Kamran Tehrani

David Thomas, CEO at Evident, is an accomplished cybersecurity entrepreneur. He has a history of introducing innovative technologies, establishing them in the market, and driving growth – with each early-stage company emerging as the market leader.

Inventory forecasting for video displays has always been “the never-ending, moving target,” in the words of Cambridge SoundWorks buyer Ron Bigos. This quarter, however, that target is moving in a pricing maelstrom. By mid-October, before the mad rush of Black Friday, flat panel pricing was already going haywire, with an overabundance of LCD and plasma supply, early vendor price-cuts and some surprising retail moves. Regional dealers and their buying groups in mid-October were complaining about a Panasonic’s 50-inch, 720p plasma TV selling online at companies such as bestbuy.com, circuitcity.com, Amazon.com and jandr.com for about $2,599 with free shipping, $2,499 without. The minimum advertised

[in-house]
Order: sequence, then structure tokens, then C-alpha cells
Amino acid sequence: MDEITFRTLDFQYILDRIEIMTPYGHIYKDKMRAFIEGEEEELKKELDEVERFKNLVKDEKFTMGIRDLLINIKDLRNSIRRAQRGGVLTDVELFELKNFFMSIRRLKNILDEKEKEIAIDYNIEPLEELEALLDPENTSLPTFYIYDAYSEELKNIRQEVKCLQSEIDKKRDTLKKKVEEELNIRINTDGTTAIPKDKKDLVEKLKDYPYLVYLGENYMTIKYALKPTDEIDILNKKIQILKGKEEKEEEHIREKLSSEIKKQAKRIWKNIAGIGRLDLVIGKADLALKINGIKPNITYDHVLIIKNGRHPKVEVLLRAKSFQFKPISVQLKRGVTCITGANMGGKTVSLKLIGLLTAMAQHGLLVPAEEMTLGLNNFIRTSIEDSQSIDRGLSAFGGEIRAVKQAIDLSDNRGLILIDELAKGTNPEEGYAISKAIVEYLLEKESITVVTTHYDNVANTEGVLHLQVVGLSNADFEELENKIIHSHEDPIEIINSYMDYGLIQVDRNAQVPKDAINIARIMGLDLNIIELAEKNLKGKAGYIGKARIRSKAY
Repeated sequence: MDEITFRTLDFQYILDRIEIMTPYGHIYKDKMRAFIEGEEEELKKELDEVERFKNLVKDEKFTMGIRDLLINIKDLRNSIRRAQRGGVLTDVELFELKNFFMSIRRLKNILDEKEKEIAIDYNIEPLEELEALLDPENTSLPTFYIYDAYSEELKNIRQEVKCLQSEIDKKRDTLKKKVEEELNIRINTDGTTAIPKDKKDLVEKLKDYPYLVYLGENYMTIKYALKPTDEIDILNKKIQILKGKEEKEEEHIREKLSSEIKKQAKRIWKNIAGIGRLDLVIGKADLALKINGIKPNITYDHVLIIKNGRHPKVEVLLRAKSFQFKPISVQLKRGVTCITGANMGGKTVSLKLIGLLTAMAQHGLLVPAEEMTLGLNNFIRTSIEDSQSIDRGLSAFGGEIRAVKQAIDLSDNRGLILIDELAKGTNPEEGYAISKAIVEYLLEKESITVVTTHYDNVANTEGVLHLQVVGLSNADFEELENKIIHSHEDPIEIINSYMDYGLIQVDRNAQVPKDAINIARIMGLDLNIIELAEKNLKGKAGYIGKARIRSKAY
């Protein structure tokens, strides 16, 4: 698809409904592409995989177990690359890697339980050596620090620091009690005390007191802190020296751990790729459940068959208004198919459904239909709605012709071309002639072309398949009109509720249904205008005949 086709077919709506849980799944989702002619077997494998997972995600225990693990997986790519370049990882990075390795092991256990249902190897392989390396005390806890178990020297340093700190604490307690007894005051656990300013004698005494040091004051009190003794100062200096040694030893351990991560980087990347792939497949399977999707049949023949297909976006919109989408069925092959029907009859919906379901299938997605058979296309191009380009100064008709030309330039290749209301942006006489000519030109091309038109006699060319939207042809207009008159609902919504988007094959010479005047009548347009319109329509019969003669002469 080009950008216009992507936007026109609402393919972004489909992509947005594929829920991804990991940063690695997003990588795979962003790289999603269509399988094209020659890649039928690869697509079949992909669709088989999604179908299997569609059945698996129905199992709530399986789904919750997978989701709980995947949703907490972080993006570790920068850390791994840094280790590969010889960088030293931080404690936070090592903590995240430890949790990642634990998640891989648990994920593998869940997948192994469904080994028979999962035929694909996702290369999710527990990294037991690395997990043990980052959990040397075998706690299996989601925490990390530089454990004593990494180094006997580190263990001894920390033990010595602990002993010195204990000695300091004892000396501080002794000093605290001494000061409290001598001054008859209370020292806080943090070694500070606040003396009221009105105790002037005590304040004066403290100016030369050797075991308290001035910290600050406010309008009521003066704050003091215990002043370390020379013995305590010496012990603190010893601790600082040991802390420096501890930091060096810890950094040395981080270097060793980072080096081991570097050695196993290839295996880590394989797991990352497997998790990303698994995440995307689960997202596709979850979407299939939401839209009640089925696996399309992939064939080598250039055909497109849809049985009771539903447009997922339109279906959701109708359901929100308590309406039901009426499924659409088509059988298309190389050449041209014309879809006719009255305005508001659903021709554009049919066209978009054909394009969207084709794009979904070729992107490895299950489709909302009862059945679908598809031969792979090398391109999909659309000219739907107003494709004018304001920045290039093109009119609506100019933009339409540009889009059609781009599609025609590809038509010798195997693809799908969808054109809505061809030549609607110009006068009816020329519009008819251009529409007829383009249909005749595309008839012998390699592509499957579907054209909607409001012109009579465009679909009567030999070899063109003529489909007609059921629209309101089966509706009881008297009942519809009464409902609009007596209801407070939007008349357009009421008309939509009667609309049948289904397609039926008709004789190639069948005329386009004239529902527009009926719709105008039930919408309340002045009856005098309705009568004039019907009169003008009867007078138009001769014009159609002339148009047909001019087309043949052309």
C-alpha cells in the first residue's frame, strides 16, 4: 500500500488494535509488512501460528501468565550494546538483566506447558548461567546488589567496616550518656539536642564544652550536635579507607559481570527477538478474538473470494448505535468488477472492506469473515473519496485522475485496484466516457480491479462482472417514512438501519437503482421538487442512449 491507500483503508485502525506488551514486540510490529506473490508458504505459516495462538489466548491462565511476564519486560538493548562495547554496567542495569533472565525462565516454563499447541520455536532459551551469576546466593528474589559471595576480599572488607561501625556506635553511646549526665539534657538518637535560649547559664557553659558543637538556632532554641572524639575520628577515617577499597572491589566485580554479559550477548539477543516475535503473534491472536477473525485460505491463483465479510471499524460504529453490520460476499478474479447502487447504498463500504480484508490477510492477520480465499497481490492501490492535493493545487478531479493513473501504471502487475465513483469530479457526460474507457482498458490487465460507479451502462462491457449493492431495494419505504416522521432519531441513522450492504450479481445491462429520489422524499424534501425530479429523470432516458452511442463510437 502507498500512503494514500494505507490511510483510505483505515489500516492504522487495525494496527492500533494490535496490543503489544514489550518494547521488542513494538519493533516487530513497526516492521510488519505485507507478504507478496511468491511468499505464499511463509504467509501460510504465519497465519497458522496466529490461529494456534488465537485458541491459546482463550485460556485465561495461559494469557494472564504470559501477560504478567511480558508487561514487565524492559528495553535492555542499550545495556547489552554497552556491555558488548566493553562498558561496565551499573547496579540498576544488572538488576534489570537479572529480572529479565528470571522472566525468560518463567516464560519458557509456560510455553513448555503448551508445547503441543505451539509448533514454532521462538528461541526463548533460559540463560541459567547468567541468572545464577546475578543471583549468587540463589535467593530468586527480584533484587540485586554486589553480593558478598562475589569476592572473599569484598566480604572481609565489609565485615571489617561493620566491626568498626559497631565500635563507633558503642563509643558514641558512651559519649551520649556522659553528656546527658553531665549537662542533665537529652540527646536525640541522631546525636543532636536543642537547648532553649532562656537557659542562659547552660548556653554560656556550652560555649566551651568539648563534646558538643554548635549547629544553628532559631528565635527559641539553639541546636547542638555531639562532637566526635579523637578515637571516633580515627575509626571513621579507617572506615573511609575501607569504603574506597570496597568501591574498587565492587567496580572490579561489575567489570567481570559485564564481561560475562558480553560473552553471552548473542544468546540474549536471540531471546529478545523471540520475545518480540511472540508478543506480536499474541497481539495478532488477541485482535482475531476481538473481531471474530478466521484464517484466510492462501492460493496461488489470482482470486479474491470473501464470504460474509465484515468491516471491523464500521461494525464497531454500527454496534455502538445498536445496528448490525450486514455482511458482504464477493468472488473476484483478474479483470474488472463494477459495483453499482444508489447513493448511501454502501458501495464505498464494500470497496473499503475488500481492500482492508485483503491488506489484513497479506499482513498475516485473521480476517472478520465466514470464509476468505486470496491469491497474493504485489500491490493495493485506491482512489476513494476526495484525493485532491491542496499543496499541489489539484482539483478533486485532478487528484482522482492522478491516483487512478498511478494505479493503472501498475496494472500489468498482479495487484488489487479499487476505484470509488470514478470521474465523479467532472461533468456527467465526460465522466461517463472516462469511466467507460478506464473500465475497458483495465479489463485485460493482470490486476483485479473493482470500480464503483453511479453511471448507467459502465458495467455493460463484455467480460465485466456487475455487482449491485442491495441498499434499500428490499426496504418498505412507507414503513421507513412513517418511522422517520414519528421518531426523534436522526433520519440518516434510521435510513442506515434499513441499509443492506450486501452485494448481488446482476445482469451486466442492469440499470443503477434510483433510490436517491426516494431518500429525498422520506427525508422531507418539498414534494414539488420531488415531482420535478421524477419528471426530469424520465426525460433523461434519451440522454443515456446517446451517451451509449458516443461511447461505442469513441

In mid-October, Kamran Tehrani, buyer for retail products at Video and Audio Center in Santa Monica and Lawndale, Calif., was planning to meet the price drop on that 50-inch Panasonic plasma in his store’s weekend advertising. Tehrani was working his manufacturer sources, asking for more advertising money, maybe even spif for the sales people and mark-down money to, as he says, “ease the pain” of the price cut. Tehrani has been with Video and Audio Center for five years as a buyer, and he views forecasting as more of an art as a than a science. “You can go back and look at a

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